In this week’s Last Supper, I spend some time exploring how a few of the newer restaurants are dealing with the current economic climate and how they plan to address the new year. Unfortunately, I didn’t have the room to discuss a couple ethical issues that have been rolling around in my head for the last month.

As I mention in my column, I had a little attitude adjustment re. my view towards recent restaurant closings. Oddly enough, this change in my views was concurrent with the closing of Lucier.

Up till that point I had not thought about the interconnectedness of Portland restaurants. Then it hit me: the dining community in Portland is very much like an ecosystem. One part relies on the other and when one link in the chain is broken (like a species being lost) there is the possibility for a debilitating chain reaction. Therefore, if a restaurant goes under, its suppliers—from food to equipment—have lost revenue. How do you make up revenue? Raise prices or decrease inventory. Either way, the remaining restaurants are left holding the bag.

There are so many industries that are linked to a healthy restaurant community that a significant loss of restaurants or bars could be devastating far beyond a small community of mouthy foodies.

As a “fer instance,” here’s an e-mail, I recently received:

I enjoyed your article about how restaurants have been affected by the state of the economy. However, you left a HUGE industry out of the mix: not only are the food and equipment industries affected by restaurant closures, but there are 60 or more wine distributors that have been affected. In addition, several Wine Bars, bottle shops, local wineries, and grocery (retail) wine departments, in Portland that have been hugely affected by the economic downturn...

Carrie Harmon
Sales at Vinum Importing

Alright, so maybe I’m coming to this realization a little late in the game. Either way, I’m willing to admit that statements I’ve made previously on this blog were short sighted at best. Needless to say my eyes have been opened. So, what’s this got to do with Lucier?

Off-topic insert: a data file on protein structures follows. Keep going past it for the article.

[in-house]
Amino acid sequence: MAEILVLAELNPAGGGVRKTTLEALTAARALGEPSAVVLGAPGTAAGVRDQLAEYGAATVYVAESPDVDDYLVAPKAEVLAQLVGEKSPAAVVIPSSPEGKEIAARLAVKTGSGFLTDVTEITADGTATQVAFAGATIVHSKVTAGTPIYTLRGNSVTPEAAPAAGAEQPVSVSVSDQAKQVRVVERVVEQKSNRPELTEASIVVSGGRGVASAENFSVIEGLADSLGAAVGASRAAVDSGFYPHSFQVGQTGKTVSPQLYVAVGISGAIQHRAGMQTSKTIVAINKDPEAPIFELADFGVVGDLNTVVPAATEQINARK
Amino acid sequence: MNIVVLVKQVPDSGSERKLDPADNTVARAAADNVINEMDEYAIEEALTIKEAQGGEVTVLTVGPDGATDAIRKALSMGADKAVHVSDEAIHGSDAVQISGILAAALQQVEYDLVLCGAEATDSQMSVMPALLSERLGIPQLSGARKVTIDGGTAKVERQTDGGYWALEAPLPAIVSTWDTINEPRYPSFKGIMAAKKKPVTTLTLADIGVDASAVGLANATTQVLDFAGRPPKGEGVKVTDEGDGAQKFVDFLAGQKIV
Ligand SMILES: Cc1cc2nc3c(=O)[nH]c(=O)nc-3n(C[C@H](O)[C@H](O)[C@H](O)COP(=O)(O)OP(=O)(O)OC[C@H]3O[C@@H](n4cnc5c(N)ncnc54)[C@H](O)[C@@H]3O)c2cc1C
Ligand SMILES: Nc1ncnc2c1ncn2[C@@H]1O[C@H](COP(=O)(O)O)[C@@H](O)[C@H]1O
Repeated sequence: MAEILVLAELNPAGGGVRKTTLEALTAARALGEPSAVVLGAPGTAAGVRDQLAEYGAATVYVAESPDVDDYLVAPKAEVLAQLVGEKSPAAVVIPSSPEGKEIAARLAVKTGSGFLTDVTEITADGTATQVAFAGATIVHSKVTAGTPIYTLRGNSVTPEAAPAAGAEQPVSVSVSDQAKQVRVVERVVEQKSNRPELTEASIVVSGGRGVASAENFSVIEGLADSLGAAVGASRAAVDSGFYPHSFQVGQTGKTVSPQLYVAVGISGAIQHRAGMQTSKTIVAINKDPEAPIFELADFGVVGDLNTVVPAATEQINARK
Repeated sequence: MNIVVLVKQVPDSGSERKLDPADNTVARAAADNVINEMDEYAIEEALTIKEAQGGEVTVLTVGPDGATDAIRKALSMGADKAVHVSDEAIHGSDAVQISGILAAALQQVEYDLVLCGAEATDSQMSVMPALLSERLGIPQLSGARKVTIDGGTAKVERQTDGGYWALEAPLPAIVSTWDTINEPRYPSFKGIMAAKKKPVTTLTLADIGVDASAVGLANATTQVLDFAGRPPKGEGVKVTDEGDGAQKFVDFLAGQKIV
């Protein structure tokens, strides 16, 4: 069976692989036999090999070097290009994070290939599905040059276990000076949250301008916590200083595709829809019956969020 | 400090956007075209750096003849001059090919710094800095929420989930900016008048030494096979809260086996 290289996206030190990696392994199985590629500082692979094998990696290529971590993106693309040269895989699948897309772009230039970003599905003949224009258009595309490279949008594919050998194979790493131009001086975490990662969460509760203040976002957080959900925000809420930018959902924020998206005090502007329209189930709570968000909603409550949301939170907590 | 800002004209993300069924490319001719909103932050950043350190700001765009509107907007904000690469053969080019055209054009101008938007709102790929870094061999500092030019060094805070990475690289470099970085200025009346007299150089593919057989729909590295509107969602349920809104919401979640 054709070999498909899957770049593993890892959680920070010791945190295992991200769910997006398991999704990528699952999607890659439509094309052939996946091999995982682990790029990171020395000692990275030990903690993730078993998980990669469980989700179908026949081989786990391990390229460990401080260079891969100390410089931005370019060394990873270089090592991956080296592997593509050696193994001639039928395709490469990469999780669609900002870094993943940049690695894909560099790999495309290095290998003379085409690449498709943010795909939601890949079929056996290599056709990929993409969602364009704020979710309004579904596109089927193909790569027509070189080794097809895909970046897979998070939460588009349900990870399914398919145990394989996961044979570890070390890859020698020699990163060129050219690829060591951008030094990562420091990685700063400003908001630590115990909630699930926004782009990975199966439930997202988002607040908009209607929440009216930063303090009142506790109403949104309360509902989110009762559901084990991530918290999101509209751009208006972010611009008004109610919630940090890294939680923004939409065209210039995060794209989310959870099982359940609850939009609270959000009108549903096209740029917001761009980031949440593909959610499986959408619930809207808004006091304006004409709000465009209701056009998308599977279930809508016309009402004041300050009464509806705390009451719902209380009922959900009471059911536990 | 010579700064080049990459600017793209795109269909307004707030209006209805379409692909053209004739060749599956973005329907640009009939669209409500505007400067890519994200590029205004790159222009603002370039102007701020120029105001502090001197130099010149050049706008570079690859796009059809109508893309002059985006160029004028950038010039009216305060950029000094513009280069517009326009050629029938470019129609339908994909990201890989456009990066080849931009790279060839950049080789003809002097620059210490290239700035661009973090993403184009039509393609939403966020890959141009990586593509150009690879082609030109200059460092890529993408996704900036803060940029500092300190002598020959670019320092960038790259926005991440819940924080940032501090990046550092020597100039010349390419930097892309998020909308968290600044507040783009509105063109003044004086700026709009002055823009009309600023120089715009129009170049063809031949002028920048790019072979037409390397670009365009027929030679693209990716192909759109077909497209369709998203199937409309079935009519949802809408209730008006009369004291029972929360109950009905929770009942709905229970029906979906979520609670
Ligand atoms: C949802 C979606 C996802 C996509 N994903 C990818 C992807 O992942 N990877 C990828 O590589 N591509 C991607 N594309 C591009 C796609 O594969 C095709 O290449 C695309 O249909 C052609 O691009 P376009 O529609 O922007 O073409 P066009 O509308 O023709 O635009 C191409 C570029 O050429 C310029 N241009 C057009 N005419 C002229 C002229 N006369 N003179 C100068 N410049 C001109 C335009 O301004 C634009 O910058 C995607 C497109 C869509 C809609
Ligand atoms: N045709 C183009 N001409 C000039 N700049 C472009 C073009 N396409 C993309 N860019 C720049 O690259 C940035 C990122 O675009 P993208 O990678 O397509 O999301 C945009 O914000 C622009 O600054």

Well, I’d noticed how rabidly against Lucier so many people in the Portland foodie community had become. Yeah, I get it. The place was apparently pretentious, snooty, and high priced. I can’t make a judgment on the food, having never had the chance to eat there, but whether it was good or not, I’m baffled by folks on food forums and blogs who seemed to take pleasure in the fact of Lucier's closing. For the reasons I’ve mentioned above (and others) this really shouldn’t be something to be happy about.

But this is where the ethical issues come in. As eaters in Portland, what is our responsibility to the restaurant industry? Do we have one? Is it important for us to eat widely in our city, giving our money to local eateries regardless of their décor or food quality?

And what about those places that had survived because the economy had been strong enough to support them, but are now sinking into the mire? You know, the ones where the food/service/atmosphere is just so-so? How should we view these places now? Do we slam them on food blogs and give them bad reviews on the Mercury restaurant listings page? Or, do we keep our mouths shut?

Is our dining pleasure at this moment more important than a healthy restaurant community, or vice-versa? Is there a way to help foster a healthy dining ecosystem without sacrificing quality, or are we forced to sit on the sidelines and hope for the best?

What do you think, Blogtownies? Your opinions are greatly appreciated.